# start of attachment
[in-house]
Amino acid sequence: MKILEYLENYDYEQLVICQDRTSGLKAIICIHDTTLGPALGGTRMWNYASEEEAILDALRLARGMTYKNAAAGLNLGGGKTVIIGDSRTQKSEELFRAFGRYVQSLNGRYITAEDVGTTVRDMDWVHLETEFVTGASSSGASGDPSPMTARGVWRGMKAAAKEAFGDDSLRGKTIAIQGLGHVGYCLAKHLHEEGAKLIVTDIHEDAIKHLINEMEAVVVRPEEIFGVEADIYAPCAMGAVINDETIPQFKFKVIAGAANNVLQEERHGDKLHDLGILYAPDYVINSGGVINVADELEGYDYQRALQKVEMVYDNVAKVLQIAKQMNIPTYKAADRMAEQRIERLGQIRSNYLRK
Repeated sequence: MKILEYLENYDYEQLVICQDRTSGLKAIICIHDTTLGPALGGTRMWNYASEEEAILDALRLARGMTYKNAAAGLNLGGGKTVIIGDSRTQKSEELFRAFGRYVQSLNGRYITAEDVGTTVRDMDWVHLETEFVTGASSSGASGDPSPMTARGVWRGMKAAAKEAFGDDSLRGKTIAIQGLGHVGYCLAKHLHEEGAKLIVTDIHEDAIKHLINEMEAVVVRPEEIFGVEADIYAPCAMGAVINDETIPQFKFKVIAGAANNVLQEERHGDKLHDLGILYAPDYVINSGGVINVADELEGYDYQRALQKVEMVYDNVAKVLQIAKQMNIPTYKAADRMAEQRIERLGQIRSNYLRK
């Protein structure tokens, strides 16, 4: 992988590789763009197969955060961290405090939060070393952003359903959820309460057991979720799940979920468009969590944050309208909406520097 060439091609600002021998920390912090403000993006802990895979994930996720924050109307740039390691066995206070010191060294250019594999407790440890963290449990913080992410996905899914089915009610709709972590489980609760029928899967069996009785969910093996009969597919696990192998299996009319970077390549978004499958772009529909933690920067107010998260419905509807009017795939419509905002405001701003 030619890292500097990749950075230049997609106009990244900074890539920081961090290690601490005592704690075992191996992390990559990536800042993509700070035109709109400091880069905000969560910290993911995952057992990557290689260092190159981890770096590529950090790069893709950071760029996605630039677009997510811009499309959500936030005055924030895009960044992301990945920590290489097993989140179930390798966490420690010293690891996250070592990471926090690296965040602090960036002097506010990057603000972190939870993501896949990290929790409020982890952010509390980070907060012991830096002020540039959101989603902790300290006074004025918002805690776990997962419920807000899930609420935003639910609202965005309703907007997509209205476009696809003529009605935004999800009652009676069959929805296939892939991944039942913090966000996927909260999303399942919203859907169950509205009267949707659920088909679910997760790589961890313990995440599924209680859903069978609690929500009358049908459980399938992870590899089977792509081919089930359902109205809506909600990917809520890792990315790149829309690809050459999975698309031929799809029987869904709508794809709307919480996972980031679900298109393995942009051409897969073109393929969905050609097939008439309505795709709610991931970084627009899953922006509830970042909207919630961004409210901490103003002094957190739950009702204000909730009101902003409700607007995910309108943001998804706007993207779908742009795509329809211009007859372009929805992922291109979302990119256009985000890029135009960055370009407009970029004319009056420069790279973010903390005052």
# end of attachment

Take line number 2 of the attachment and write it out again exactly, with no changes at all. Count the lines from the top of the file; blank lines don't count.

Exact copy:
Amino acid sequence: MKILEYLENYDYEQLVICQDRTSGLKAIICIHDTTLGPALGGTRMWNYASEEEAILDALRLARGMTYKNAAAGLNLGGGKTVIIGDSRTQKSEELFRAFGRYVQSLNGRYITAEDVGTTVRDMDWVHLETEFVTGASSSGASGDPSPMTARGVWRGMKAAAKEAFGDDSLRGKTIAIQGLGHVGYCLAKHLHEEGAKLIVTDIHEDAIKHLINEMEAVVVRPEEIFGVEADIYAPCAMGAVINDETIPQFKFKVIAGAANNVLQEERHGDKLHDLGILYAPDYVINSGGVINVADELEGYDYQRALQKVEMVYDNVAKVLQIAKQMNIPTYKAADRMAEQRIERLGQIRSNYLRK